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Tribal advocates keep up legal pressure for fair political maps; 12-member jury sworn in for Trump's historic criminal trial; the importance of healthcare decision planning; and a debt dilemma: poll shows how many people wrestle with college costs.

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Civil rights activists say a court ruling could end the right to protest in three southern states, a federal judge lets January 6th lawsuits proceed against former President Trump, and police arrest dozens at a Columbia University Gaza protest.

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Rural Wyoming needs more vocational teachers to sustain its workforce pipeline, Ohio environmental advocates fear harm from a proposal to open 40-thousand forest acres to fracking and rural communities build bike trail systems to promote nature, boost the economy.

South Texas opponents of new border wall promise resistance

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Monday, October 9, 2023   

Opponents of previous efforts to build a border wall in South Texas are reeling from the Biden administration's announcement last week to resume, and speed up, wall construction.

In issuing the order, the U.S. Department of Homeland Security said 26 federal laws will be waived to construct more border wall in Starr County, Texas.

Tricia Cortez, executive director of the Rio Grande International Study Center has long advocated against the wall construction, and said barriers divide people and waste money.

"To build something that is so ineffective, so expensive, so destructive, and that is not going to stop migration flows," Cortez contended.

Laws being waived to build the wall include the Clean Water Act, Endangered Species Act and the National Environmental Policy Act. Last month, the Government Accountability Office issued a report which found "significant damage and destruction" of Indigenous cultural sites, wildlife and vegetation resulted from former President Donald Trump's efforts to build the border wall.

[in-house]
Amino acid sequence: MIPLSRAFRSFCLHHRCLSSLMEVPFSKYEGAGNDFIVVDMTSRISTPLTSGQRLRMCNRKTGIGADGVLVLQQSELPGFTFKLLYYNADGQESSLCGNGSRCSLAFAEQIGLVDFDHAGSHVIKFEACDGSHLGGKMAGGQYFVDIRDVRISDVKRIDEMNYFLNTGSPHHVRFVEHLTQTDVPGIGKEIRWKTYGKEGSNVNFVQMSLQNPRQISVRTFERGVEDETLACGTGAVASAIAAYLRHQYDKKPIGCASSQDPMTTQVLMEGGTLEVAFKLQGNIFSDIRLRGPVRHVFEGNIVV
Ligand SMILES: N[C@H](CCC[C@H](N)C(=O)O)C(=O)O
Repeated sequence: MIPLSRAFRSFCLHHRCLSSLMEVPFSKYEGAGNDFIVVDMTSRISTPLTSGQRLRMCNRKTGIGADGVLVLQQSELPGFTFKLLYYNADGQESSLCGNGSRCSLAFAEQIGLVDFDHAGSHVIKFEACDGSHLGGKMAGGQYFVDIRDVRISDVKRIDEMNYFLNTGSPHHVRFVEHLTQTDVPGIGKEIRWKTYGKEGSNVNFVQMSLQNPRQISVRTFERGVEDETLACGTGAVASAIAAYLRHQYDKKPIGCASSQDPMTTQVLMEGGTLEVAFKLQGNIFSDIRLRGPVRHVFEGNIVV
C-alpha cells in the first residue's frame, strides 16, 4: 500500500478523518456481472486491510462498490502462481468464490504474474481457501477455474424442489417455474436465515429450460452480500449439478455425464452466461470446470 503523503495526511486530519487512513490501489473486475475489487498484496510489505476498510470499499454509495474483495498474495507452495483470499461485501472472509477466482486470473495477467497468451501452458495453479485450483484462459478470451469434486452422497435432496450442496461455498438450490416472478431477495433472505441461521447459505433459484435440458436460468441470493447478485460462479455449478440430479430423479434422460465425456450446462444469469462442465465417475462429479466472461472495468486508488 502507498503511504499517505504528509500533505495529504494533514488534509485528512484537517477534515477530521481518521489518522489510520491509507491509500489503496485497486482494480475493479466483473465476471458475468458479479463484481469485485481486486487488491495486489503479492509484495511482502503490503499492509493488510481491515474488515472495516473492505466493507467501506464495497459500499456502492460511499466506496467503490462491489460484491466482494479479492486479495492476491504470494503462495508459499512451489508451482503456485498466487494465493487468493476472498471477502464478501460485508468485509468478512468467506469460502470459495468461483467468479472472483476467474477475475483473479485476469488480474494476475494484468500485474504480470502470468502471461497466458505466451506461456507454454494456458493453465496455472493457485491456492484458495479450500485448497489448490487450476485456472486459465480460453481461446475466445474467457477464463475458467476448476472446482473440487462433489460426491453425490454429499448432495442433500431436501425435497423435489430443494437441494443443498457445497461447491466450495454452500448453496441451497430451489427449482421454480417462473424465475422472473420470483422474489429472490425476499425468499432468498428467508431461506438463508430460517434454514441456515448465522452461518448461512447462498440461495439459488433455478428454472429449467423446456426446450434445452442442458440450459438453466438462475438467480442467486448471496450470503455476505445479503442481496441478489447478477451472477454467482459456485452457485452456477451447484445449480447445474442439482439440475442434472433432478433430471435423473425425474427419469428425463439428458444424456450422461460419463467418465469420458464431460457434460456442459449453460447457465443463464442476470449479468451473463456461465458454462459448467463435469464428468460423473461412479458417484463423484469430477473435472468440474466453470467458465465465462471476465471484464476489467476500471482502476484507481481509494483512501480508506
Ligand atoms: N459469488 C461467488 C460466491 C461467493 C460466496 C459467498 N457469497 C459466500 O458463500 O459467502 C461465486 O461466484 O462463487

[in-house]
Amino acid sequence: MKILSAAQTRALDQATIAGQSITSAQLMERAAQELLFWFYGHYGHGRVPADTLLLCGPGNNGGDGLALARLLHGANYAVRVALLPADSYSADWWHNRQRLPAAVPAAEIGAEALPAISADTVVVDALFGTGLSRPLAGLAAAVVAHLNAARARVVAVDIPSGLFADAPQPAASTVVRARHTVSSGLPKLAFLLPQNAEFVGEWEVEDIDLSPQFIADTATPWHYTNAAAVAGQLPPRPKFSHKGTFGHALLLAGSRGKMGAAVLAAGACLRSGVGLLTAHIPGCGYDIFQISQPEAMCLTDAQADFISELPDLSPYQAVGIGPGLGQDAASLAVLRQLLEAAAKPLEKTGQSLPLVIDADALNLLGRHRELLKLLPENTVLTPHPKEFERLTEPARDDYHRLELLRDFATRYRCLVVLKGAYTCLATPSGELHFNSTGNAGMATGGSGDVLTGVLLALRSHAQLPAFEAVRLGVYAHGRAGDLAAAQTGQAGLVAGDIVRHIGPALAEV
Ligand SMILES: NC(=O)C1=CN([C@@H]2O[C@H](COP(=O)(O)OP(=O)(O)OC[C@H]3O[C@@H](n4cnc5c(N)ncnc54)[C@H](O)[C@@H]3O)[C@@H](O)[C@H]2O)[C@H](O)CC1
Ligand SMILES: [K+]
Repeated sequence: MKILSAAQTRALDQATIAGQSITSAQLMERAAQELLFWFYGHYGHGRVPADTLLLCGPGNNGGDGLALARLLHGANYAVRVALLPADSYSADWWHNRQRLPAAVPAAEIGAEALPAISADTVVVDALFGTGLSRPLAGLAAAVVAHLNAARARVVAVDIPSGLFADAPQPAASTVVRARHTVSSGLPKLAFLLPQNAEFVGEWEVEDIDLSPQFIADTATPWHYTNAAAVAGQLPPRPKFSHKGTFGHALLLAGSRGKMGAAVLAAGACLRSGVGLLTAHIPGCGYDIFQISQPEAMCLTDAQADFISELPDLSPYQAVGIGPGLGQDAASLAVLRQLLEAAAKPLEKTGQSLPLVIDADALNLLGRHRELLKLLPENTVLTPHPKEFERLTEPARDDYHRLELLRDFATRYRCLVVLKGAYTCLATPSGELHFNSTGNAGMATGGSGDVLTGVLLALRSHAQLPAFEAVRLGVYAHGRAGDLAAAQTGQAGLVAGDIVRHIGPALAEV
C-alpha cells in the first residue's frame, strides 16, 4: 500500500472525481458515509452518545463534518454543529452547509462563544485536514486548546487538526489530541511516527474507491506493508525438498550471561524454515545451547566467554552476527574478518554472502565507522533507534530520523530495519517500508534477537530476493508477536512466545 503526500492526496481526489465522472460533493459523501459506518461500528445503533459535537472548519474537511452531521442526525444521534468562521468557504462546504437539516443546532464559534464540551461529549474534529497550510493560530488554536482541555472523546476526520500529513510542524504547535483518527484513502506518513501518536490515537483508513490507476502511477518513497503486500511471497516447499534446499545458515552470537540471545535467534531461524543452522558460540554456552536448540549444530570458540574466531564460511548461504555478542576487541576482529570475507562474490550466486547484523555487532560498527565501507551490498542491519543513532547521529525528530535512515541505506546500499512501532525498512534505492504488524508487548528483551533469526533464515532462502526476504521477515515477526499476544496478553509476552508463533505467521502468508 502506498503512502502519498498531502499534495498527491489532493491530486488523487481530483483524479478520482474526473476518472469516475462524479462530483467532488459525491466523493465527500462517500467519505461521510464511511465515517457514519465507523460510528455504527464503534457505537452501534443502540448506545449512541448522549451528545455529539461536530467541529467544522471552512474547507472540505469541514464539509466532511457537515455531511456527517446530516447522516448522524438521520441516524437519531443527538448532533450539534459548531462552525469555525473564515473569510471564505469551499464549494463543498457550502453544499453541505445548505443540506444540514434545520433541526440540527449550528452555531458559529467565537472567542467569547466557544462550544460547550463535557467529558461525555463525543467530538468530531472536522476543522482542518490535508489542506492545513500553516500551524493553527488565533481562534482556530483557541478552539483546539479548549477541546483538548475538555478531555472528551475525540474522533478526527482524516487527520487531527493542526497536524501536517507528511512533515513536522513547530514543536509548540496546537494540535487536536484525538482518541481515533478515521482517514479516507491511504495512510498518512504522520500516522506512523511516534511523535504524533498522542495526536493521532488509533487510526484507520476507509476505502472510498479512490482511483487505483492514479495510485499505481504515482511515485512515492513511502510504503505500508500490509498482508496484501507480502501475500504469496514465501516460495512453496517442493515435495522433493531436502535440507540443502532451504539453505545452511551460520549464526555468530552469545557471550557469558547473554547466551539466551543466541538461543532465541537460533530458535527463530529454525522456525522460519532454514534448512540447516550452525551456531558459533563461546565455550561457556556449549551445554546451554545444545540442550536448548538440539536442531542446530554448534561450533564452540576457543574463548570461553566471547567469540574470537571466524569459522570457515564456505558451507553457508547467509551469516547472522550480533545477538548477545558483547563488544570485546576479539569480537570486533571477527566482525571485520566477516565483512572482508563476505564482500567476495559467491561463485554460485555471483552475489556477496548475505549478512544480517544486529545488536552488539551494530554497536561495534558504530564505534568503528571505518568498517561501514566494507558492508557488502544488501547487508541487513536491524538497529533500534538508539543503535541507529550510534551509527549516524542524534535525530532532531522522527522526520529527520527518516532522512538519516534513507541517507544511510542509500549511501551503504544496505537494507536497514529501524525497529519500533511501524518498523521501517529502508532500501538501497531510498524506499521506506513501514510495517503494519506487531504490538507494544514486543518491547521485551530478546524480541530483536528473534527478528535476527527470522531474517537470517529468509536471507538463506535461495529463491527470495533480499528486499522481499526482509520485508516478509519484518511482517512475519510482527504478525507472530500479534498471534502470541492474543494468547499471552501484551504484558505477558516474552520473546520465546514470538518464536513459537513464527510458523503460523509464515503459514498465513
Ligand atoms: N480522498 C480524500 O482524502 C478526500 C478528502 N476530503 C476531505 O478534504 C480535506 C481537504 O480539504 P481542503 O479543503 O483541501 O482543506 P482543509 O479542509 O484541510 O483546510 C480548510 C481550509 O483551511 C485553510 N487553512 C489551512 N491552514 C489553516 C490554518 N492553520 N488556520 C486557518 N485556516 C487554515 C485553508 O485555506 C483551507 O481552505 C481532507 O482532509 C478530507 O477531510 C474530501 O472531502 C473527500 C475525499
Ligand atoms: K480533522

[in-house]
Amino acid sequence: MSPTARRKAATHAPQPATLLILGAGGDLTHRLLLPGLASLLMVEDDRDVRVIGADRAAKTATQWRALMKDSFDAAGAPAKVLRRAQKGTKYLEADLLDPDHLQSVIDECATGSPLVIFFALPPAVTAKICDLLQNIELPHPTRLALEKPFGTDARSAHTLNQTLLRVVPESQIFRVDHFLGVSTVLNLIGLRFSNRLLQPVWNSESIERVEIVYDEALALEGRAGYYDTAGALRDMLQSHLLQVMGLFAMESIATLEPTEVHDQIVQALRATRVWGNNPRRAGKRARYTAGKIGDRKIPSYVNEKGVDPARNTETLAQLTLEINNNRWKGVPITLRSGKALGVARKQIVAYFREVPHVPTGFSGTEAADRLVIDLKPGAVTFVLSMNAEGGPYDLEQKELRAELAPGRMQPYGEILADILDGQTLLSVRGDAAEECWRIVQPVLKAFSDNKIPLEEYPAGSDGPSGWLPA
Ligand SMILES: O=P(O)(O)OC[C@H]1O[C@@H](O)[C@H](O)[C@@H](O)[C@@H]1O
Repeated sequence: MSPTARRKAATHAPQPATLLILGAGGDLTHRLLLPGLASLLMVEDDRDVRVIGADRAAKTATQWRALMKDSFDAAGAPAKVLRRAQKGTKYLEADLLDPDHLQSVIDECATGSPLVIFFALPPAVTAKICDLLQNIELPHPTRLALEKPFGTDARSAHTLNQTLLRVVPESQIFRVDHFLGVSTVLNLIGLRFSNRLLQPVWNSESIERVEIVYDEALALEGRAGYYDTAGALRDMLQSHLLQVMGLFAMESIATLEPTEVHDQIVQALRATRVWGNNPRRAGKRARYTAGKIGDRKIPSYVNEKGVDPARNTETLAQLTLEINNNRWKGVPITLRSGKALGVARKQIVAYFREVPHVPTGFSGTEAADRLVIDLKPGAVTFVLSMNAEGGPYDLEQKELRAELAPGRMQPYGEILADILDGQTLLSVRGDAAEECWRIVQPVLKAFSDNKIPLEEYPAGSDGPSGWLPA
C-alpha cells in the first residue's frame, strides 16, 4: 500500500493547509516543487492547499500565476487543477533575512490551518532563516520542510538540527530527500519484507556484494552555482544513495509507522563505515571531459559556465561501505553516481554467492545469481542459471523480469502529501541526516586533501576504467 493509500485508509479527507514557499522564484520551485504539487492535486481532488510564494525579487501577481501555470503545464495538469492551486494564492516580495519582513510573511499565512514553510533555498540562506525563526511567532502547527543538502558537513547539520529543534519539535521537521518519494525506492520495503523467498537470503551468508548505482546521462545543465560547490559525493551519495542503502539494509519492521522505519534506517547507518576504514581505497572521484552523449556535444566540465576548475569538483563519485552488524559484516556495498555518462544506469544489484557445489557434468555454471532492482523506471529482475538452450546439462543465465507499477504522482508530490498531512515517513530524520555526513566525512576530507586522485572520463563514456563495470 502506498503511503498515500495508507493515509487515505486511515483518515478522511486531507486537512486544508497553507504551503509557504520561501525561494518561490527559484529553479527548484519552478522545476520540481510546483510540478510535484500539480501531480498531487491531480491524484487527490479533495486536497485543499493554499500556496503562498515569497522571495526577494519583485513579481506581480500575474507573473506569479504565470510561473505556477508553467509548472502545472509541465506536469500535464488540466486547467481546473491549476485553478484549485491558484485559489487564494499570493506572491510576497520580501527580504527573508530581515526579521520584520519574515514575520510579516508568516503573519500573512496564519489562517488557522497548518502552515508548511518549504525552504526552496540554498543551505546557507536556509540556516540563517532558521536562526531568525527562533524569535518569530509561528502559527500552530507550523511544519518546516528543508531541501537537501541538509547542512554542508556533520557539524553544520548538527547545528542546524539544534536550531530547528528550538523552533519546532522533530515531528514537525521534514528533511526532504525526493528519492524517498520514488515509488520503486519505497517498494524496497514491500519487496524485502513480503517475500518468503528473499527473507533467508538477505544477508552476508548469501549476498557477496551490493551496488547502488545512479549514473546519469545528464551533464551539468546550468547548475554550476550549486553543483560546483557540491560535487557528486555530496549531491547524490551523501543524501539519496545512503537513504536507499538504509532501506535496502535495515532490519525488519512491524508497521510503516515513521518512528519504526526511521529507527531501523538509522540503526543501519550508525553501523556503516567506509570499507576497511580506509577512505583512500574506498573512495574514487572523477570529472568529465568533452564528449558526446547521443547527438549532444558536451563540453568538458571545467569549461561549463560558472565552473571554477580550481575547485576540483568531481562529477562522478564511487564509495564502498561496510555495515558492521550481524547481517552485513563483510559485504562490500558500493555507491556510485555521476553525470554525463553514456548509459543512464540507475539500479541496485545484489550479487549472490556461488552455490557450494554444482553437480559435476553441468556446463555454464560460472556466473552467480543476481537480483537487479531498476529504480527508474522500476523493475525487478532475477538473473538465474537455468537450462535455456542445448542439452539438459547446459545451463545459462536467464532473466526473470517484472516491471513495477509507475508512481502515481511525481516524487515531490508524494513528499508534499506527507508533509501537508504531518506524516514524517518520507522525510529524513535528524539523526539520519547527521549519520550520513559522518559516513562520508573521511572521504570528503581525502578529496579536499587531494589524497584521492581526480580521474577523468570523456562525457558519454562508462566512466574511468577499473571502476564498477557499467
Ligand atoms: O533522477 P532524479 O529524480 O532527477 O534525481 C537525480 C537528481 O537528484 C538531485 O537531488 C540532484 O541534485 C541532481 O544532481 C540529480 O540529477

Cortez argued waiving laws allows the federal government to create a "security enforcement zone," which effectively destroys property along a riverbank the width of a five-lane highway. While its location has not been announced, the wall would likely be built through poor communities where property right of way sales could be worth a year's income.

Cortez called new wall construction a "political misstep," and promises resistance will continue.

"Nowhere else in the United States do they waive federal laws, which are the legal protections guaranteed to any American citizen, except here on the border," Cortez stressed. "As if that's OK."

Instead of more wall, Cortez believes the U.S. government should be building more logical, cost-effective and humane infrastructure to deal with periodic migrant surges, which have existed for decades.


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